ranks felt like a real achievement.
Disillusioned, I dropped out of music for a couple of years. Then: "Episode
IV - A New Hope"! A friend and fellow ex-Dusk-er recommended me to
a group formed by some young Lucas engineers, who shared digs in Sparkhill,
Birmingham. Initially influenced by The Cult, they had a high-octane set
- penned mostly by the awesome team of singer Alan Liddle and guitarist
Due to daytime career changes, we lost our original singer
soon after our debut gig, but the group's style matured and diversified
under the guidance of new singer and beat poet Paul Davies - bringing
some genuinely new and unique sounds to the tired old pub-rock circuit.
We recorded some more demo tapes both live at the Fallow and in Paul's makeshift home studio. While the recording technique wasn't as polished as on the "Enough" demo, the material shone through. With some digital cleaning-up, these demos were transferred to CD and re-released in May 2003 under their original titles of "Jammin' For Quakes" and "Firkin Live & Fallow".
The group lasted several years (and more line-up changes) before reaching
a natural conclusion in 1997.
Update: we had an Earthmovers reunion in October 2007 - with original guitarist Pete back in the band. Check out www.theearthmovers.co.uk for more info!
At about the time we were winding up The Earthmovers, our drummer Simon
(who had left some months before to try his hand as a session muso) asked
me to help out temporarily on bass in a new Country Rock group he'd joined,
formed by guitarist Rob Brunt.
The stay became a permanent one, as the group metamorphosised into Randolph Flagg, and left the musty but safe old Country genre for greener and more interesting pastures. The new sound was much closer to the style I like to play: up-front, in-yer-face bass, more emotion and plenty of scope for interesting breaks and fills. I even started to bring in the ol' Rick on some of the tunes. Rob is a fan of the strange sound of my bouzouki (tuned like a mando, rather than the traditional way), and was keen to use it on more new tunes.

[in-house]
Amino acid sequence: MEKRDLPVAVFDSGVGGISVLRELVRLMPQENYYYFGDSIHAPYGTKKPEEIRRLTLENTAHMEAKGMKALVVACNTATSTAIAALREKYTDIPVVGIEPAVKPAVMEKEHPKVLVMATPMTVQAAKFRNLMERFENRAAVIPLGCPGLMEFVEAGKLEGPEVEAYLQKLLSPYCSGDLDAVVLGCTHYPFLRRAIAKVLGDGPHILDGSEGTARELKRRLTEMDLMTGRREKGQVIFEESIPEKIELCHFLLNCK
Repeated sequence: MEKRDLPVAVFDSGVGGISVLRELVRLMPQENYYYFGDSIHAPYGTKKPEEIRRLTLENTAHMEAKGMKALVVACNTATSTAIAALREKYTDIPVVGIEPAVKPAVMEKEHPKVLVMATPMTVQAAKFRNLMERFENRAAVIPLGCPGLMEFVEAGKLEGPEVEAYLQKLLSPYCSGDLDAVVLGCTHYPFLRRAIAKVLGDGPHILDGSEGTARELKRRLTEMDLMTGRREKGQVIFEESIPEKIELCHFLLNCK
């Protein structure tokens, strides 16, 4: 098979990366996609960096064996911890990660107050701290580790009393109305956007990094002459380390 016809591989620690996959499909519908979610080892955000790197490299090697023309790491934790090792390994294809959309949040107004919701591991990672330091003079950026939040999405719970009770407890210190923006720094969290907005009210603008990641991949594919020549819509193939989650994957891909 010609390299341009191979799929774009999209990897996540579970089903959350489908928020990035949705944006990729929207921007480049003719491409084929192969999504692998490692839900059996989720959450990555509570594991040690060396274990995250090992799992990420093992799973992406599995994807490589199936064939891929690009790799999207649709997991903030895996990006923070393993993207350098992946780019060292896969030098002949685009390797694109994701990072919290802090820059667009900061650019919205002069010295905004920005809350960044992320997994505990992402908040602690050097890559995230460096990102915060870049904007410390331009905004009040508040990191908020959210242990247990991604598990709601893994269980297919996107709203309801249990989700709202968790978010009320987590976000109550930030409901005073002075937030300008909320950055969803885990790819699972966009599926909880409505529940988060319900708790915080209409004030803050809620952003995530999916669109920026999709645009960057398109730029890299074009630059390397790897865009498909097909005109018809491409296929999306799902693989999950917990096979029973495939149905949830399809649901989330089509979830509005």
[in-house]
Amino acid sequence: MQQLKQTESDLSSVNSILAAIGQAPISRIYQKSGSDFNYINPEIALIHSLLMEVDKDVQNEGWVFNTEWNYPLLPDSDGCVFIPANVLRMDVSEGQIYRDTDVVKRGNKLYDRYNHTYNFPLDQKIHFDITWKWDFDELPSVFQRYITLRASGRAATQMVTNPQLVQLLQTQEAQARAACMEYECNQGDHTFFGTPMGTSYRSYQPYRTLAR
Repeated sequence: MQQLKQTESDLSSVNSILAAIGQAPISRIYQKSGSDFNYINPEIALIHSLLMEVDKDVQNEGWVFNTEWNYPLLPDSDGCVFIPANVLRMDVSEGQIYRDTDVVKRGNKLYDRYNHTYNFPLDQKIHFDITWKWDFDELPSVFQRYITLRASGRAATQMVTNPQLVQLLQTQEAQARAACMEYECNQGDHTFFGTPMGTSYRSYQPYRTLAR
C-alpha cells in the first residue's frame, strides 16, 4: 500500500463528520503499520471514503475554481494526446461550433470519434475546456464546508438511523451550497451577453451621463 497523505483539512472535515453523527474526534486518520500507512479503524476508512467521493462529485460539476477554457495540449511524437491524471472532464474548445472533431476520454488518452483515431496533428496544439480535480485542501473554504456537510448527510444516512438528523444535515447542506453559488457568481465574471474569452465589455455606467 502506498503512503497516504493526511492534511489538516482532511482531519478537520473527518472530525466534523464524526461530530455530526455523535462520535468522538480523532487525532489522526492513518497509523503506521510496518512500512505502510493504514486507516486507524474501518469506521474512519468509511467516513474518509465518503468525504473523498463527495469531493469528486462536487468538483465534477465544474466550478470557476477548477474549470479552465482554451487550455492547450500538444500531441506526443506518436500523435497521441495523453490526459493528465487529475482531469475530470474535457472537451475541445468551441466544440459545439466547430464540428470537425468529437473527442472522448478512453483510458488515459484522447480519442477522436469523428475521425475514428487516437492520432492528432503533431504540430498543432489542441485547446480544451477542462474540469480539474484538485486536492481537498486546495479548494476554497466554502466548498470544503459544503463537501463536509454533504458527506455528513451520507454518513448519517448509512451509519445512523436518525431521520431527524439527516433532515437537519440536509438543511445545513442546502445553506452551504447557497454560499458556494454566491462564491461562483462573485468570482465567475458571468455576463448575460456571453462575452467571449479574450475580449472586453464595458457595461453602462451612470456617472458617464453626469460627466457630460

After Randolph Flagg went on ice (it was difficult to find and keep drummers), I teamed up again with Dave "Doug"
Sutheran to reform his 80's group "Dusk". Our first project was to consolidate our surviving recordings of this band, and produce some CDs of the best tracks.
Since 2009, I've also been a part of Lee Potts's evolving "Omenopus"
project, featuring Bridget Wishart on vocals. For a change, I'm mostly
playing lead guitar this time, but with a bit of bass, mando and bouzouki
(and now piano!) thrown in. In 2010, we released a (free) four-track EP "Portents" and our debut album "Time Flies".
Until recently I worked as an IT Engineer by day, which probably explains my premature ageing and permanently worried expression. I live in the shadow of the Lickey Hills, near Birmingham, England, with artist and designer Julie Hatton (go to www.theimagegallery.co.uk for examples of her craft), our cats and several useless, ancient computers (they'll be collectible one day, mark my words. . .). After leaving full-time employment in 2010, I'm now self-employed, doing IT support, training and documentation work.
My ambition is two-fold: to make a mark on the UK Rock scene; and find a decent set of 1970s Bass Pedals. It may not be too late for either!